The 30 year mortgage rate fell below 4.00% for the first time since June 2013 according to Freddie Mac’s weekly survey. Released each Thursday, Freddie Mac surveys lenders across the country to compile an industry average. The 30 year fixed rate fell sharply from 4.12% to 3.97% while the 15 year dropped a full 12 basis points to 3.18% from 3.30%.
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Investors did not expect lower mortgage rates prior to the end of Quantitative Easing, the government rate-suppressing program that ends later this month. Rates have held above 4.00% as investors look ahead to a rate environment that is not so heavily influenced by the government.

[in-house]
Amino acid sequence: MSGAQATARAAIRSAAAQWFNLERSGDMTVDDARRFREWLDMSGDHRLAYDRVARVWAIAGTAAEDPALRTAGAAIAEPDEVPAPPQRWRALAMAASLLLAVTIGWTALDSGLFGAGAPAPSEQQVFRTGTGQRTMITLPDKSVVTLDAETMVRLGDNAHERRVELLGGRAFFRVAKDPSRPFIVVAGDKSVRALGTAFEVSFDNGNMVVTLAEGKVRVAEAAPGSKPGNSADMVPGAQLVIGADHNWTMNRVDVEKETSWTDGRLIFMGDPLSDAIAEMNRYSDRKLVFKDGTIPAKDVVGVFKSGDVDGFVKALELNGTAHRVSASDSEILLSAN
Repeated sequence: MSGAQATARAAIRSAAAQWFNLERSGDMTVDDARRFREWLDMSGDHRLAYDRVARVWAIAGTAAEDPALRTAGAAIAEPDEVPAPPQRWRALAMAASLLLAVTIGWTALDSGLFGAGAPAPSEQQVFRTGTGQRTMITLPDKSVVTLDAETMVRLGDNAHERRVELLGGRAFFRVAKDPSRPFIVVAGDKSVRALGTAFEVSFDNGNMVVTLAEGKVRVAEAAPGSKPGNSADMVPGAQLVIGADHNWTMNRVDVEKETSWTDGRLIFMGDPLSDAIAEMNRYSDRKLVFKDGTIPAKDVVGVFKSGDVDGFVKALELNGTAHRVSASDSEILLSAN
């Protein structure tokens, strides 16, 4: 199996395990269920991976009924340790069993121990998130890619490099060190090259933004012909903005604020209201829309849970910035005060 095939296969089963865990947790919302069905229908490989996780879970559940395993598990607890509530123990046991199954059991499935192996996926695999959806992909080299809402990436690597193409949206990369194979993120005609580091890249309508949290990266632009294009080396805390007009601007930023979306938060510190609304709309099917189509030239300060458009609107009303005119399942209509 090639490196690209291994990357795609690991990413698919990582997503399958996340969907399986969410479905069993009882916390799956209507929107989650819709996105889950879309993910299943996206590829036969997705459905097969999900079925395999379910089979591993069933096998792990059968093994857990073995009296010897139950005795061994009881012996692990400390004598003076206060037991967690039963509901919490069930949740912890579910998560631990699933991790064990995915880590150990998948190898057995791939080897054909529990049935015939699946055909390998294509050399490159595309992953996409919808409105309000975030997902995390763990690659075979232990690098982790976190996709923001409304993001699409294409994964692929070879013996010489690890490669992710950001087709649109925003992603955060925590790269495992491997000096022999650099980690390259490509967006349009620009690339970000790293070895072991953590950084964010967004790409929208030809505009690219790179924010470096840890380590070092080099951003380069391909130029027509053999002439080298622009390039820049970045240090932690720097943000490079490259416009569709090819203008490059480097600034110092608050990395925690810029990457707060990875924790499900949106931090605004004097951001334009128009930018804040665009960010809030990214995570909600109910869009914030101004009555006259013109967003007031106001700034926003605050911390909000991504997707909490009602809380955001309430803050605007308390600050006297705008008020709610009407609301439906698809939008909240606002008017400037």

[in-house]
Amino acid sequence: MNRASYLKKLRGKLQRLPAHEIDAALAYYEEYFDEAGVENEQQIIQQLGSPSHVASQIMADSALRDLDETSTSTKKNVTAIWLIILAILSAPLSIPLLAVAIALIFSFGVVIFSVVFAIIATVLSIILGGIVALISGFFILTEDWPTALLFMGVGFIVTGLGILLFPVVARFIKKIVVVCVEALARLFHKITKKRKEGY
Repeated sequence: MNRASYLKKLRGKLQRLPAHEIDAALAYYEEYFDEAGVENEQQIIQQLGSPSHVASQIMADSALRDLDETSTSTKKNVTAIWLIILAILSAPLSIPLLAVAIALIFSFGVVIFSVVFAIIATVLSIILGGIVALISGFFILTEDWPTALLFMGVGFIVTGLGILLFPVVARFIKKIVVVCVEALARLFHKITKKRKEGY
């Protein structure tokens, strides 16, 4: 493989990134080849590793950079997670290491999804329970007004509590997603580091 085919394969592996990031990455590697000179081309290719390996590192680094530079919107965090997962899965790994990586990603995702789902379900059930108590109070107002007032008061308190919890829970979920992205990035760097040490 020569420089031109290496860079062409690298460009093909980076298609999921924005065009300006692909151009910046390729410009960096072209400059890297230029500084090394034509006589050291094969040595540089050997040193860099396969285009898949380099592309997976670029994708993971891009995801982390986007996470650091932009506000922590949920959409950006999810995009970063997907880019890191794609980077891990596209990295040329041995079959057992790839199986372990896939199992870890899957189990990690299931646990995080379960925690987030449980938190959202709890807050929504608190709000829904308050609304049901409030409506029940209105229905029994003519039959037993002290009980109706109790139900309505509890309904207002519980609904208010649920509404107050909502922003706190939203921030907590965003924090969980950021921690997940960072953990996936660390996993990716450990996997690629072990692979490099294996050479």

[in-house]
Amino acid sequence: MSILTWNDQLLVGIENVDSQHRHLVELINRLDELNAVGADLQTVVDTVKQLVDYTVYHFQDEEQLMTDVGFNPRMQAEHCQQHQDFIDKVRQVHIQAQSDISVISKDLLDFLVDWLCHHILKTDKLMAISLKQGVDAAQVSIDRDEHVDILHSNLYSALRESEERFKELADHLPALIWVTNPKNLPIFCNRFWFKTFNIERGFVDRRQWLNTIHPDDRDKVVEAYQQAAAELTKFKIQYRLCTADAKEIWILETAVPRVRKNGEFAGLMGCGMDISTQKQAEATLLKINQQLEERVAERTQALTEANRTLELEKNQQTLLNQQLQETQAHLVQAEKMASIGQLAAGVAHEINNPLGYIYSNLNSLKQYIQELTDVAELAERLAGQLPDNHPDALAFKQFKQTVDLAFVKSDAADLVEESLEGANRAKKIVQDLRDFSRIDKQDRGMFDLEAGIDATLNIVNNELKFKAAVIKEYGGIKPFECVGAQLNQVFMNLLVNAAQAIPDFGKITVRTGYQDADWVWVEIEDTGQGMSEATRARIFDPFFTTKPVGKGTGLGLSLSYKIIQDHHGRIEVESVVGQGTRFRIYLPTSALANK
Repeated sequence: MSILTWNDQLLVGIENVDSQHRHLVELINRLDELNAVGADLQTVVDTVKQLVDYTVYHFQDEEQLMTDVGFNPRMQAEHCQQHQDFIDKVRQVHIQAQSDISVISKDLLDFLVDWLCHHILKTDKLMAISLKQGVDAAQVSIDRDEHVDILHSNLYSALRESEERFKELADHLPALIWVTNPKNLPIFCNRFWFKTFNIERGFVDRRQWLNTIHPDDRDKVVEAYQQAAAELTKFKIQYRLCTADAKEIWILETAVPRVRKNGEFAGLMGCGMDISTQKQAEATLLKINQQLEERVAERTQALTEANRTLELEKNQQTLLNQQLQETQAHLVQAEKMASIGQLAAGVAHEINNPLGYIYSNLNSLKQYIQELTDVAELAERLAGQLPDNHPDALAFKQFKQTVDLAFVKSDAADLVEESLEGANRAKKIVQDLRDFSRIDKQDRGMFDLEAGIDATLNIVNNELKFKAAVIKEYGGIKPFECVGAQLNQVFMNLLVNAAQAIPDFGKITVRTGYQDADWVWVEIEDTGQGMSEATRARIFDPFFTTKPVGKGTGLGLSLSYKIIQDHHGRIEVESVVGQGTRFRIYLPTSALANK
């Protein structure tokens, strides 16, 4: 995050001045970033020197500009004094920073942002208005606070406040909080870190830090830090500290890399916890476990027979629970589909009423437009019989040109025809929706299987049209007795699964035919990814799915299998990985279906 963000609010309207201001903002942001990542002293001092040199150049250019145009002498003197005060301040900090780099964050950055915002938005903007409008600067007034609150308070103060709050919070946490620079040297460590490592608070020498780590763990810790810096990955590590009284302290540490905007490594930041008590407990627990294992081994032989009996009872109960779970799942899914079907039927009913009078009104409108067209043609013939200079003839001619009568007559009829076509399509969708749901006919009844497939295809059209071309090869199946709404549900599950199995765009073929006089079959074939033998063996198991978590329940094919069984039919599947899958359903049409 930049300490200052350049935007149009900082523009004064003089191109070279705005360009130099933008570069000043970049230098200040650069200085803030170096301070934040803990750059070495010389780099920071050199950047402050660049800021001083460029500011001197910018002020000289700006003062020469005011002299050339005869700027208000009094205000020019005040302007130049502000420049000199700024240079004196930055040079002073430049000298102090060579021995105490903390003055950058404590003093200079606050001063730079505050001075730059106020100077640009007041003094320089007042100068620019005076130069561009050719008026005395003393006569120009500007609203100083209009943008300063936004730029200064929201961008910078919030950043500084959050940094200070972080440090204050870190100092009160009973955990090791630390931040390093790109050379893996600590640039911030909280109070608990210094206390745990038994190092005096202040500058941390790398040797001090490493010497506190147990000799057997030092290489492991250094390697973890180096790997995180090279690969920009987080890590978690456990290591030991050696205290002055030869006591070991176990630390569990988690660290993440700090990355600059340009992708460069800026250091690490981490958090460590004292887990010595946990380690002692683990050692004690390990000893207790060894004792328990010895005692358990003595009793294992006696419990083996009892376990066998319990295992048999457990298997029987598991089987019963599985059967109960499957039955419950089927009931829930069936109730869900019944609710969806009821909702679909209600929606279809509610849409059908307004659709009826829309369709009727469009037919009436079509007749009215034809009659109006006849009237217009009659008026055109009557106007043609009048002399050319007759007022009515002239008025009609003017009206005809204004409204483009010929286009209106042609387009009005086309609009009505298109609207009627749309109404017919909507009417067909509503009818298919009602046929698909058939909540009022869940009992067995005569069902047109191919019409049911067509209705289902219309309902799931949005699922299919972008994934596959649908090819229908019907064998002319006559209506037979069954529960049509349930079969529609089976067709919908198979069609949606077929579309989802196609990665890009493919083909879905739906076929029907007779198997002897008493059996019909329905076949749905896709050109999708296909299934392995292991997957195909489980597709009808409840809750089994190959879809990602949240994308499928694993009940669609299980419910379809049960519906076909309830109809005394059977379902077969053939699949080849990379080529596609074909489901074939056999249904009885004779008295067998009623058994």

Wall Street has also taken a hit over the previous few weeks and has been extremely volatile. The Dow finished at 16,379 last week as the S&P 500 endured its longest weekly losing streak since 2011. As stocks fell, mortgage rates rallied. Favorable Fed comments helped stocks recover from much of their losses.
This will be a rather light week in terms of economic reports with perhaps the Consumer Price Index having some sort of impact, since it can signal future inflation. Premonitions of inflation are bad for rates. Yet CPI has been rather tame so far this year. In August, the CPI actually fell by -0.2%.
Both existing and new home sales numbers will be released this week as well. While healthy home sales might signal a robust future economy, don’t expect this report to have much sway on rates with all the other news going on.
Mortgage rates have resisted any strong moves higher and investors and lenders aren’t expecting any significant increase. Nor is it likely that rates will go much lower than they are. But in current market conditions, anything is possible.